Bay of Bengal oil bids disappoint
Offshore blocks offered in Bangladesh’s Bay of Bengal have attracted a disappointing level of interest from license-holders; however, anticipated improvements to the terms governing the country’s oil and gas industry could entice investors, says research and consulting firm GlobalData.
According to the company’s latest report, only one extra bid is thought to have been received for the shallow-water blocks during the extension of Bangladesh’s 2012 bidding round, adding to the three already received. As a result, more attractive fiscal terms are likely to be implemented in upcoming rounds, although the next one is unlikely to commence until 2015.
The fiscal terms for Bangladesh’s deepwater blocks were amended significantly, with a number of new incentives, mid-round in 2013; however, no such improvements were applied to the terms for the shallow-water area, despite increasing demand for natural gas.
Jonathan Lacouture, GlobalData’s Lead Analyst for the Asia-Pacific region, cites this lack of incentives as a reason for the low number of bids.
“Bangladesh faces fierce competition from India and Myanmar for exploration investment in the Bay of Bengal,” says Lacouture. “Incentives are needed to make the Bangladeshi blocks stand out, especially considering the substantial turnout which Myanmar recently experienced in its own licensing round.”
Indeed, Bangladesh’s upstream oil and gas sector is further clouded by ongoing uncertainty over the status of certain blocks in the shallow-water area. Following a clash with Myanmar over maritime boundaries, a similar dispute with India now remains unresolved, and arbitration on this dispute is not expected until June 2014.
“If the ruling on this issue favors India, then it would threaten the integrity of the six offshore blocks on the western edge of the exclusive economic zone, which are currently claimed by Bangladesh,” Lacouture says. “This arbitration means that the next bidding round will probably not happen until 2015 and the delay will only increase authorities’ urgency to attract investors.”
Will Scargill, fiscal analyst for GlobalData, suggests that future incentives are most likely to be offered through either a higher-cost recovery limit, or an improved gas-pricing framework.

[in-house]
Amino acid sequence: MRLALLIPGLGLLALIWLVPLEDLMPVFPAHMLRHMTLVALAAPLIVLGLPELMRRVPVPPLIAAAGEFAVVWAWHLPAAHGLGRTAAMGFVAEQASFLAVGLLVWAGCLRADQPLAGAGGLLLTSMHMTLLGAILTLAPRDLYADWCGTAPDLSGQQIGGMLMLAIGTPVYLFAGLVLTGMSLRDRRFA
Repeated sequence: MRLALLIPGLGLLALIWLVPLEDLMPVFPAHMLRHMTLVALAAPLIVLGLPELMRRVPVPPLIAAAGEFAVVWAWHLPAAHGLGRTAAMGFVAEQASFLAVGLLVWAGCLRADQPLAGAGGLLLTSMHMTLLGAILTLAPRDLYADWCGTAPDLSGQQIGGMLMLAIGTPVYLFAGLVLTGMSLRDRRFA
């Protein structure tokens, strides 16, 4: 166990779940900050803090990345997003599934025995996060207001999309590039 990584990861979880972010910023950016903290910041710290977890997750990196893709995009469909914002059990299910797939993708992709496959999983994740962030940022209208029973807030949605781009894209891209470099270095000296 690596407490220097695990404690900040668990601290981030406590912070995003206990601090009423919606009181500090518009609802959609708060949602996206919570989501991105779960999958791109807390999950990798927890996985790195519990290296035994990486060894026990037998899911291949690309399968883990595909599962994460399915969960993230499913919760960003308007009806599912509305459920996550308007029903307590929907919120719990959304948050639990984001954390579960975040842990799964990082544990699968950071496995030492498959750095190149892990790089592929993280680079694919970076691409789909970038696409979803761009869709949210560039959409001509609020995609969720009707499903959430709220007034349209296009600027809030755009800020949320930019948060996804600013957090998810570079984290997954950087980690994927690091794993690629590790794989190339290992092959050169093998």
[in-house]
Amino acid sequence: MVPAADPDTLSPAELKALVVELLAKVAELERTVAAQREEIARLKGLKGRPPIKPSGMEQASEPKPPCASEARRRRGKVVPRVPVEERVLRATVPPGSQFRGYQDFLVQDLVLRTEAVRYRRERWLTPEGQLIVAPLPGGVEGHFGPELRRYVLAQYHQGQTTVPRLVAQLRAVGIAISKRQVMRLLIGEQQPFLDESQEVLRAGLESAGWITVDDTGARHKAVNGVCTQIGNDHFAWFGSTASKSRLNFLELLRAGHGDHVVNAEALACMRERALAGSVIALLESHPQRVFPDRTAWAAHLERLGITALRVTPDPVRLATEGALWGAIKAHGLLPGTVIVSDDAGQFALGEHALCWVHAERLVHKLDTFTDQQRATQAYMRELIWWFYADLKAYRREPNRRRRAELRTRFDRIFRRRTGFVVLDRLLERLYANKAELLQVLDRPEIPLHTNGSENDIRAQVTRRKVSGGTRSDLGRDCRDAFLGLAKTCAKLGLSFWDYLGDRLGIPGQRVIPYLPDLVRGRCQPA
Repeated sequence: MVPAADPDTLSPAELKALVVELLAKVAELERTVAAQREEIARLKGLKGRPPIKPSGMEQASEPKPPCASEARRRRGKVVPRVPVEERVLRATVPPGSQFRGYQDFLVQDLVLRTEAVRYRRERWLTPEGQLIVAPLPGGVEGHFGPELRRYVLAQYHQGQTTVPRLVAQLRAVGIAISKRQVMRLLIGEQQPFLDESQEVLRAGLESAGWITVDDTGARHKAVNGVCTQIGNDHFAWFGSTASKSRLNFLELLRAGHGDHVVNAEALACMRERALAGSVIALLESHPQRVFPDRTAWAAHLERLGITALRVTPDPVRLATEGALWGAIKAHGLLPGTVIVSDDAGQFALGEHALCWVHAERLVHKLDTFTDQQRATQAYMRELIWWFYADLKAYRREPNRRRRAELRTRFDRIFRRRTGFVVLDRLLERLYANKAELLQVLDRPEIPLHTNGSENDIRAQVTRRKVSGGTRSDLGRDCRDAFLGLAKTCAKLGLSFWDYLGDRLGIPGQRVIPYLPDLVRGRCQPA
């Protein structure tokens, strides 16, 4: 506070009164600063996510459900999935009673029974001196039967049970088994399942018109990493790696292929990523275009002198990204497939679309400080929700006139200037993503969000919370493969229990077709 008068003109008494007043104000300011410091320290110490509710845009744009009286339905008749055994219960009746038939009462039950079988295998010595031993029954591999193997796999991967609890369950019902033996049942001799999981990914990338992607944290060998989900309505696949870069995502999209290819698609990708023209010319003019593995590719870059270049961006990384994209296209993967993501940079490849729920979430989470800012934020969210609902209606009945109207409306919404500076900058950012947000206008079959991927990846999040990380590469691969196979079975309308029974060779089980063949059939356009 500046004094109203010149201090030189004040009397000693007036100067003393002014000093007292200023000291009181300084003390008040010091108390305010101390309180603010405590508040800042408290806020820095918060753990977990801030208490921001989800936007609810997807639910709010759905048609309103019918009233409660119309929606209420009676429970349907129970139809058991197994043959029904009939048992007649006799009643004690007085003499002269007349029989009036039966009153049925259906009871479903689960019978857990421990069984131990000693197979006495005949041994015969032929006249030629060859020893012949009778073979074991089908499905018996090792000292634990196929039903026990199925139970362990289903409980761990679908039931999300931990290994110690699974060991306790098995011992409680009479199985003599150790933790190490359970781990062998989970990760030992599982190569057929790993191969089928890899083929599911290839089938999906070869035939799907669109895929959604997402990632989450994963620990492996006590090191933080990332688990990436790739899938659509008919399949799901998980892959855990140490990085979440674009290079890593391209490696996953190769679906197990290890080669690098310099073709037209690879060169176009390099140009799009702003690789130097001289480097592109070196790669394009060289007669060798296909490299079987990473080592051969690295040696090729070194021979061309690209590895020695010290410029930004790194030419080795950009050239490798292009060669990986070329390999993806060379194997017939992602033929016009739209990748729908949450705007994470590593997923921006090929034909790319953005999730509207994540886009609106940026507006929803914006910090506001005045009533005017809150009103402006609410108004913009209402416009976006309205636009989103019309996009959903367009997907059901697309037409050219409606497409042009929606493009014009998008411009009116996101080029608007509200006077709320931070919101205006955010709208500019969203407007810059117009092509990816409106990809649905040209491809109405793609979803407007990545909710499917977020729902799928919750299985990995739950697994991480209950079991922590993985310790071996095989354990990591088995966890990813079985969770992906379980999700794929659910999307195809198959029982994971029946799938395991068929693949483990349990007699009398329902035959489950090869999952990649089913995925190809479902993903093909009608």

“Given the level of domestic demand, export provisions are unlikely to be offered,” Scargill says. “The 2008 model contract permitted exports, and it was precisely for this reason that there was a lot of political opposition to the contract.”
Hydrostor receives $4m funding for A-CAES facility in Canada
Hydrostor has received $4m funding to develop a 300-500MW Advanced Compressed Air Energy Storage (A-CAES) facility in Canada.
The funding will be used to complete essential engineering and planning, and enable Hydrostor to plan construction.
The project will be modeled on Hydrostor’s commercially operating Goderich storage facility, providing up to 12 hours of energy storage.
Hydrostor’s A-CAES system supports Canada’s green economic transition by designing, building, and operating emissions-free energy storage facilities, and employing people, suppliers, and technologies from the oil and gas sector.
The Honorable Seamus O’Regan, Jr. Minister of Natural Resources, said: “Investing in clean technology will lower emissions and increase our competitiveness. This is how we get to net zero by 2050.”
A-CAES has the potential to lower greenhouse gas emissions by enabling the transition to a cleaner and more flexible electricity grid. Specifically, the low-impact and cost-effective technology will reduce the use of fossil fuels and will provide reliable and bankable energy storage solutions for utilities and regulators, while integrating renewable energy for sustainable growth.
Curtis VanWalleghem, Hydrostor’s Chief Executive Officer, said: “We are grateful for the federal government’s support of our long duration energy storage solution that is critical to enabling the clean energy transition. This made-in-Canada solution, with the support of NRCan and Sustainable Development Technology Canada, is ready to be widely deployed within Canada and globally to lower electricity rates and decarbonize the electricity sector."
The Rosamond A-CAES 500MW Project is under advanced development and targeting a 2024 launch. It is designed to turn California’s growing solar and wind resources into on-demand peak capacity while allowing for closure of fossil fuel generating stations.
Hydrostor closed US$37 million (C$49 million) in growth financing in September 2019.